The sooner that private banks in Asia shift away from an approach to their clients which is based on transactions, and towards one rooted in relationships, then the better their chances of understanding clients' real needs – and being able to respond to them.
One way to stay relevant, is to answer the ‘why’ part of their business model, says Evrard Bordier, managing partner and the fifth generation of Bordier & Cie,
He believes that key to this is being able to map the personality traits of clients and then design investment portfolios that are suited to them. After all, not every client wants to put money away in a bank in order to leave their wealth to the next generation, he notes.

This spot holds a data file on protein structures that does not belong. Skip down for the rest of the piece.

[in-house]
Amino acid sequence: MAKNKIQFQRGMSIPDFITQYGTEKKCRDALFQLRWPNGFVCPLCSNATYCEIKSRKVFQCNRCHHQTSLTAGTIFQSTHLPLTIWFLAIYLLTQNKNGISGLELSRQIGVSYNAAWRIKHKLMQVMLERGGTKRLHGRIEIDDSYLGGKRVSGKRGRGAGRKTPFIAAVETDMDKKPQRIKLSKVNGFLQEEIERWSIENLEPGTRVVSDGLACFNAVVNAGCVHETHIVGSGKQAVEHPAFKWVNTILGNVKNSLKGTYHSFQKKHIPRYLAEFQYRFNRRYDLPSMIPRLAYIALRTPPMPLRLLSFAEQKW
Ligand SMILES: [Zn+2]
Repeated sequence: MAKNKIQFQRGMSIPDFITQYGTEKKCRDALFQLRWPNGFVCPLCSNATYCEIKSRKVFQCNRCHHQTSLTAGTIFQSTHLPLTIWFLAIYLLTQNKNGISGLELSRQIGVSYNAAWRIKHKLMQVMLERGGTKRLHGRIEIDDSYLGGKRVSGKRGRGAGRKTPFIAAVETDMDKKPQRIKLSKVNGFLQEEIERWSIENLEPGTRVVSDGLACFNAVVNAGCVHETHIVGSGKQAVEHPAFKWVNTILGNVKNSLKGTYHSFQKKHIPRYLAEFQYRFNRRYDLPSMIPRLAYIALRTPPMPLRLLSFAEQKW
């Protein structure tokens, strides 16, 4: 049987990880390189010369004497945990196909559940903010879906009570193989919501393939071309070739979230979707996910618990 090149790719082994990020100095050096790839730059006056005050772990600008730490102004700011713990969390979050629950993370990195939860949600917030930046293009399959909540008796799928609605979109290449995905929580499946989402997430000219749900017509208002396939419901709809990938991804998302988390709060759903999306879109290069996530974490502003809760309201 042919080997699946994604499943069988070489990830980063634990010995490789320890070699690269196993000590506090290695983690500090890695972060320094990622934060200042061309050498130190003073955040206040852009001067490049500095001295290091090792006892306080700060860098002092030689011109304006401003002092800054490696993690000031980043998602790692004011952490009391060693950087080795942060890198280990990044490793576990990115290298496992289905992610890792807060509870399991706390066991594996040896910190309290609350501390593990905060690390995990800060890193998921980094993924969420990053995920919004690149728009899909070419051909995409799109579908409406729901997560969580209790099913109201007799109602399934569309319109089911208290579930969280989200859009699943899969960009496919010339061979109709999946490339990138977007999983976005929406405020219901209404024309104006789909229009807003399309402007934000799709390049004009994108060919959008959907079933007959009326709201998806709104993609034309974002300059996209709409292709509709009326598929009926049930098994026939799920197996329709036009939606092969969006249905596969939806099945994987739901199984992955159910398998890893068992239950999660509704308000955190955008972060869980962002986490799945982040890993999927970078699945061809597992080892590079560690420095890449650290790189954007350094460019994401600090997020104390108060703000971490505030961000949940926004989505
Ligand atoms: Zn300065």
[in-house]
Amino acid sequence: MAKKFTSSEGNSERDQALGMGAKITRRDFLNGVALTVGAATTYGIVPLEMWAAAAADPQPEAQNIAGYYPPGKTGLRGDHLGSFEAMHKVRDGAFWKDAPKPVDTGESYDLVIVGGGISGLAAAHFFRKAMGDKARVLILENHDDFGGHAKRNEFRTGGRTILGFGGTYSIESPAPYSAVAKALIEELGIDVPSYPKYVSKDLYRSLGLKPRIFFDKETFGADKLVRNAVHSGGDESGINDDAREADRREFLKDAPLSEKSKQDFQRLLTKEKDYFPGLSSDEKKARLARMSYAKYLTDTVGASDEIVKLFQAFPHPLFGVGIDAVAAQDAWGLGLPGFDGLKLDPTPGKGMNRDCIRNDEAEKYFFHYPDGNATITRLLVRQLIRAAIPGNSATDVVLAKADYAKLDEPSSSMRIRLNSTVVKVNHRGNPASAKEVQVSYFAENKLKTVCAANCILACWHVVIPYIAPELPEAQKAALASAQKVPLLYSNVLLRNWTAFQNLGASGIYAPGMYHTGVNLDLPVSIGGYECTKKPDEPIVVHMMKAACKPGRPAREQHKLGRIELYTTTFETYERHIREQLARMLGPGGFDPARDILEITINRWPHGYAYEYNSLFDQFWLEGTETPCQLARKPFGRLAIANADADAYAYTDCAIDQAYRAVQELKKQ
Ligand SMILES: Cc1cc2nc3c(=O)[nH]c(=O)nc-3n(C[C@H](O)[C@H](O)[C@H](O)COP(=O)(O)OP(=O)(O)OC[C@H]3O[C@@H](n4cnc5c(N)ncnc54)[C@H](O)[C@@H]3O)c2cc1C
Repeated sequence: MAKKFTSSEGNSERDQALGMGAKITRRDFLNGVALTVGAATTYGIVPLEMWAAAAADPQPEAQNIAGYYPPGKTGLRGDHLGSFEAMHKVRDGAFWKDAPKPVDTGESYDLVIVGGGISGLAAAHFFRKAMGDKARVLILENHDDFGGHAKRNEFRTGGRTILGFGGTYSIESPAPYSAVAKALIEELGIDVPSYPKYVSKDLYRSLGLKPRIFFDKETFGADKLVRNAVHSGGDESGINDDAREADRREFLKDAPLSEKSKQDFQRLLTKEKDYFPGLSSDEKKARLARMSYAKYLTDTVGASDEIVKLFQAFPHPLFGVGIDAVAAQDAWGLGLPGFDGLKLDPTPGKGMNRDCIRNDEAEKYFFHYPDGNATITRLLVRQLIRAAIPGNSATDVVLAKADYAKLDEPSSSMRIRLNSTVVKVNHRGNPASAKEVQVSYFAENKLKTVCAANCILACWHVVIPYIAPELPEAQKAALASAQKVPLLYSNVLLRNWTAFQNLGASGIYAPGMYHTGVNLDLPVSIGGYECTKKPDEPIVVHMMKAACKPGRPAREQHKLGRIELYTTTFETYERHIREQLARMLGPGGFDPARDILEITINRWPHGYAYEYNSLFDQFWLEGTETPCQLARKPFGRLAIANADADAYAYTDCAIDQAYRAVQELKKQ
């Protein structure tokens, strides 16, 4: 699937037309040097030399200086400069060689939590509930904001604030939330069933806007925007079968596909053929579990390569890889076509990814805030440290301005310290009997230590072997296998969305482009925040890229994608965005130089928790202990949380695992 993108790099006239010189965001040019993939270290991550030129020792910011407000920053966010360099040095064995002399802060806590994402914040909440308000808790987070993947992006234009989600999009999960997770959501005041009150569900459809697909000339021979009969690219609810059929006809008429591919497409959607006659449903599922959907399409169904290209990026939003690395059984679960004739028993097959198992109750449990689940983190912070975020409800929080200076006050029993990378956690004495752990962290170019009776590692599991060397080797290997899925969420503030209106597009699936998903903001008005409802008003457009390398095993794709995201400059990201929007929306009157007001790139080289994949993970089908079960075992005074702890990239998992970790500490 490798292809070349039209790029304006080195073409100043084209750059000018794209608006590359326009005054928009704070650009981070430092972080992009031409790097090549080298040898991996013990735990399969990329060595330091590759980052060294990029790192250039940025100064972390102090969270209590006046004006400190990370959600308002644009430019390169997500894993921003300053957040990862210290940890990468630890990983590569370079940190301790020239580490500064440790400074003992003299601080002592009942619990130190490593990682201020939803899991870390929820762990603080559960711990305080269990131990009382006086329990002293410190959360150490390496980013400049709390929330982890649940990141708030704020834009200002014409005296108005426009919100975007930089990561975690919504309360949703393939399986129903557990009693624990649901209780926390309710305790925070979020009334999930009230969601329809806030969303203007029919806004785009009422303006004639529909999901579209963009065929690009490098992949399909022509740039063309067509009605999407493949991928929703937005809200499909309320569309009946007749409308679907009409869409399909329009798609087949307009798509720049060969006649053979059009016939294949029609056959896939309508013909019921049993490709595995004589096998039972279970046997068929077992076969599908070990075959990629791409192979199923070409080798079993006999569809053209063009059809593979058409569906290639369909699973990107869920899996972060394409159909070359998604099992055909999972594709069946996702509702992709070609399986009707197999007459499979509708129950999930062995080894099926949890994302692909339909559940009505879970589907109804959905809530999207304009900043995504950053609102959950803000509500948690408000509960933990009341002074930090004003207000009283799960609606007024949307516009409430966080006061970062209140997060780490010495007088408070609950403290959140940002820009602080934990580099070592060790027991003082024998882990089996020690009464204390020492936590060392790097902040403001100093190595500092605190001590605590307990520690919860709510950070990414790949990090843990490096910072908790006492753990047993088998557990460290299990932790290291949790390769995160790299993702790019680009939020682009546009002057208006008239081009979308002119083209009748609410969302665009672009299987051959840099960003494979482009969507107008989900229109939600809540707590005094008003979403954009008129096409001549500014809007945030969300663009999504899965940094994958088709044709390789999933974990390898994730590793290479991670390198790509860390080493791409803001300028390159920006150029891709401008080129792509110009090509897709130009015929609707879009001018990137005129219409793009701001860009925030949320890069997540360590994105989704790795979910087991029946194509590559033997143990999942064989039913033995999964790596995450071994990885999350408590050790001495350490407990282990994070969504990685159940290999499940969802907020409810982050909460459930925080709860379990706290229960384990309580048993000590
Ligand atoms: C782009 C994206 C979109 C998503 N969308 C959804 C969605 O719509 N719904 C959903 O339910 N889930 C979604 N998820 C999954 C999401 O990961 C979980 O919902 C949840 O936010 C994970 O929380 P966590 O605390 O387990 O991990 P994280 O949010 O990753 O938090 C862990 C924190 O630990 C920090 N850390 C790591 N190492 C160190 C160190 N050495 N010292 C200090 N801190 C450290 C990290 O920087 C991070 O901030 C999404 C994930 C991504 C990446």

Still, other challenges facing private banks will cause tectonic changes in the industry – indeed, he predicts that by 2020, private banking as we know it will no longer exist for industrialised economies.
The issues stem from a mix of sources: the operating environment, which has seen an increased need for regulatory compliance, leading to rising fixed costs; IT, which has seen the growth of fintech, putting pressure on lower-end private banking models; and pricing, in terms of hidden fees and no value for services offered.
As a result, banks need to be proactive with clients, be clear in their positioning, maintain transparency and reduce costs.
The larger private banks with AUM of more than USD100 billion will survive, believes Bordier. And there is a role for those firms with AUM below USD25 billion, as they can service a smaller number of clients properly. Those players in-between, however, will suffer as consolidation continues, he adds.